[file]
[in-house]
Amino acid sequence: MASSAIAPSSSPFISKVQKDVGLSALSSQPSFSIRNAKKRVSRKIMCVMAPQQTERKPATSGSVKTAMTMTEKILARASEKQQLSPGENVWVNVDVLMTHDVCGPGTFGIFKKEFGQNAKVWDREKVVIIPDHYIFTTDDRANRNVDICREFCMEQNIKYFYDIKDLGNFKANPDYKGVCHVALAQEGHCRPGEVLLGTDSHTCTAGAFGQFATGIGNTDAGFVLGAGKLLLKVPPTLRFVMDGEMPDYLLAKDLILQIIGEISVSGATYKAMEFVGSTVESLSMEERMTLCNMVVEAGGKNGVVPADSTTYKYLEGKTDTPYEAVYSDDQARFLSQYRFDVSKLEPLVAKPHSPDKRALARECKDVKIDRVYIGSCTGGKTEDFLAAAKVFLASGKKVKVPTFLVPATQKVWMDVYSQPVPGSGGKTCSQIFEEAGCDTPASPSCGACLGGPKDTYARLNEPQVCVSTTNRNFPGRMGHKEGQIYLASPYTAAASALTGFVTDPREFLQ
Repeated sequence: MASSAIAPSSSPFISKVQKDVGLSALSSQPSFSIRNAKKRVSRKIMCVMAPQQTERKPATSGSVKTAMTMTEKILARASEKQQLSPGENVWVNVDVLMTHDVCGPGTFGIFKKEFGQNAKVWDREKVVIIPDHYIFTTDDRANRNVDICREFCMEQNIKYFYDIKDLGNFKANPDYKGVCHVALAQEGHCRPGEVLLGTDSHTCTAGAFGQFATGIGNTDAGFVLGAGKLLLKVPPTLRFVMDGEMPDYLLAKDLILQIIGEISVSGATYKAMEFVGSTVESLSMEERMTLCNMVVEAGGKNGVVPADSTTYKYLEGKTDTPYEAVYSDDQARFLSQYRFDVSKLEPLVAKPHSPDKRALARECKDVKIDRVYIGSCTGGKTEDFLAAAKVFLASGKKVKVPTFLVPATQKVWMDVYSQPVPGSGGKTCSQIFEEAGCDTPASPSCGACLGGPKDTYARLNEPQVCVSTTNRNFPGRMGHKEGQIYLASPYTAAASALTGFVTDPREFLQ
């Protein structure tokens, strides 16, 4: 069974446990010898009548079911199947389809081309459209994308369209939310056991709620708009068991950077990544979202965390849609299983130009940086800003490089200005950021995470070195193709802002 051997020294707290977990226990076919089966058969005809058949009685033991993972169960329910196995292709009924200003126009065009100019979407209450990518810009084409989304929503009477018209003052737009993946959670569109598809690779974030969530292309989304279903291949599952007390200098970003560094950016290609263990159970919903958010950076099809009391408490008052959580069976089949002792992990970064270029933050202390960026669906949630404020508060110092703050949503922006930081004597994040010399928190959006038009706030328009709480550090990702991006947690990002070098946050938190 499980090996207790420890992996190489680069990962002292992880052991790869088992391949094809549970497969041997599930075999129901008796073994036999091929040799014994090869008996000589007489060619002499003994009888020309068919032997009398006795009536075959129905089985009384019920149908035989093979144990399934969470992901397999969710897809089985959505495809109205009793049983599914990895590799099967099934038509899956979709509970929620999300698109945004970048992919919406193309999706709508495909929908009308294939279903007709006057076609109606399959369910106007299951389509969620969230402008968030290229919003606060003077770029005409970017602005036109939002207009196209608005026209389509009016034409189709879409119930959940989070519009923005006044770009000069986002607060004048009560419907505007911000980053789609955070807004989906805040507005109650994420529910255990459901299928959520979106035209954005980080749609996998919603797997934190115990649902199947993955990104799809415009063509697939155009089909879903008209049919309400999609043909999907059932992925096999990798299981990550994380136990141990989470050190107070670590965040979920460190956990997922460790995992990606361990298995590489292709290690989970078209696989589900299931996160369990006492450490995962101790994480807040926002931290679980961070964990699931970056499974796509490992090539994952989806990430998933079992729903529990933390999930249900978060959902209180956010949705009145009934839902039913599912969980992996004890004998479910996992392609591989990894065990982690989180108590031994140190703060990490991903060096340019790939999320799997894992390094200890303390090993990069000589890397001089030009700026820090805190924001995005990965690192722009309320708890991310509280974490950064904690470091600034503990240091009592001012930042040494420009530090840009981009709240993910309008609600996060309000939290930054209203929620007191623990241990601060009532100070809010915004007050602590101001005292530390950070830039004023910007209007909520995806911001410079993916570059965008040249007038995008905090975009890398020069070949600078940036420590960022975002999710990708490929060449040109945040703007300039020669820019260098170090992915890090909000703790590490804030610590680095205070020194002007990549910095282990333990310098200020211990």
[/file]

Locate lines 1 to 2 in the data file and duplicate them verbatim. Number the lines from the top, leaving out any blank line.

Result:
[in-house]
Amino acid sequence: MASSAIAPSSSPFISKVQKDVGLSALSSQPSFSIRNAKKRVSRKIMCVMAPQQTERKPATSGSVKTAMTMTEKILARASEKQQLSPGENVWVNVDVLMTHDVCGPGTFGIFKKEFGQNAKVWDREKVVIIPDHYIFTTDDRANRNVDICREFCMEQNIKYFYDIKDLGNFKANPDYKGVCHVALAQEGHCRPGEVLLGTDSHTCTAGAFGQFATGIGNTDAGFVLGAGKLLLKVPPTLRFVMDGEMPDYLLAKDLILQIIGEISVSGATYKAMEFVGSTVESLSMEERMTLCNMVVEAGGKNGVVPADSTTYKYLEGKTDTPYEAVYSDDQARFLSQYRFDVSKLEPLVAKPHSPDKRALARECKDVKIDRVYIGSCTGGKTEDFLAAAKVFLASGKKVKVPTFLVPATQKVWMDVYSQPVPGSGGKTCSQIFEEAGCDTPASPSCGACLGGPKDTYARLNEPQVCVSTTNRNFPGRMGHKEGQIYLASPYTAAASALTGFVTDPREFLQ